You can see how this program is beneficial not only for Medtronic, but for the entire healthcare ecosystem. We are in the process of scaling healthy heart for all to address 300,000 patients by 2016.
In addition to the premium segment, we also took meaningful steps in FY ‘13 to increase our presence and capabilities in the growing value segment particularly in China. During the year, we purchased China Kanghui Holdings, a leading orthopedics developer.
We made a strategic investment in LifeTech Scientific Corporation, a developer of structural heart products. And we also opened our Shanghai Innovation Center and as a result we are approaching over 250 engineers in China who are focused in tailoring therapies for the local market and value segments worldwide.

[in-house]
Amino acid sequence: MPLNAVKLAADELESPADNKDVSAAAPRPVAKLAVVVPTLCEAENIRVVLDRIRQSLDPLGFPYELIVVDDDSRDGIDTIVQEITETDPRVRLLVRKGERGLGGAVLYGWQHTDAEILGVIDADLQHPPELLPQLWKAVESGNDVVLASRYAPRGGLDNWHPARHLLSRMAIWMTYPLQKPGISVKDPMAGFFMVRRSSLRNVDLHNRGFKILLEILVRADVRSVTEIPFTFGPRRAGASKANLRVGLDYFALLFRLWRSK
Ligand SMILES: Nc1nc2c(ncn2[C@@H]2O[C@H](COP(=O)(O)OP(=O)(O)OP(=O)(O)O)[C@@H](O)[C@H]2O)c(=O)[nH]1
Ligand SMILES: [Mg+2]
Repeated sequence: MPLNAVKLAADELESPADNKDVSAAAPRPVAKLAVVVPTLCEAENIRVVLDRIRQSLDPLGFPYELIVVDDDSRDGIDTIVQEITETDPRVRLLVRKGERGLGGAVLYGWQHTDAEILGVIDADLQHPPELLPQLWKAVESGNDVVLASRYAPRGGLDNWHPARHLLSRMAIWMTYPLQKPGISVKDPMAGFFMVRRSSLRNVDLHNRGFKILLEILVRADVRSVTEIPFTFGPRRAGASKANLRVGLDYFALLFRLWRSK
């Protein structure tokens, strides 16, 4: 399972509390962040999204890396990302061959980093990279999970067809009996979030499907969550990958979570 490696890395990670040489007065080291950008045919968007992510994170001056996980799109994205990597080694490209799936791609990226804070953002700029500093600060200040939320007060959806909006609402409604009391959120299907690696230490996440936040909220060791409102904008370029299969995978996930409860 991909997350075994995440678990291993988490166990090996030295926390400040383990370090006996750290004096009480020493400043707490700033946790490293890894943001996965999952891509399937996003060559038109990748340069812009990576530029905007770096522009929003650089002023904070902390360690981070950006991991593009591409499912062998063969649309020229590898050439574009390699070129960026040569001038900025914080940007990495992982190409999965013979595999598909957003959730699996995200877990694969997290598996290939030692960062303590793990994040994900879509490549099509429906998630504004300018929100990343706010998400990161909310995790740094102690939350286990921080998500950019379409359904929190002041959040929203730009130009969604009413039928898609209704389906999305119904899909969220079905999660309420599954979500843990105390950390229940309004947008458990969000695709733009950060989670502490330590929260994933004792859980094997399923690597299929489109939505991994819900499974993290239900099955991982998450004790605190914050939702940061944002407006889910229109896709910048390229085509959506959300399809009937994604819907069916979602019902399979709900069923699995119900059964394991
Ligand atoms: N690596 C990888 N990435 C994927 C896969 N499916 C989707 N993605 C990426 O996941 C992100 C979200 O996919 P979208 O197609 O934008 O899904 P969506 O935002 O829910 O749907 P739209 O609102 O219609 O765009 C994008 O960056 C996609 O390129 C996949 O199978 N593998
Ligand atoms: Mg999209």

These are just a few of the steps we’ve taken to increase our presence in the value segment, particularly in China. And China is clearly a unique opportunity and one of the four regions around the world we are targeting for expansion. This video that our Medtronic China team created offers a nice overview of the enormous opportunity in this marketplace.
You know this video just scratches the surface of the opportunities that we have in China and in addition the other emerging markets. Now, finally beyond the premium and value segments lies the majority of the rest of the world's population, the truly under served, those who have no access to healthcare today.
When I first started at Medtronic two years ago, I challenged our team to come up with destructive solutions for this vast group of people. I’m thrilled to share that our surgical technology’s team quickly rose to the challenge and has recently launched an ENT program called I Hear named Shruti in India.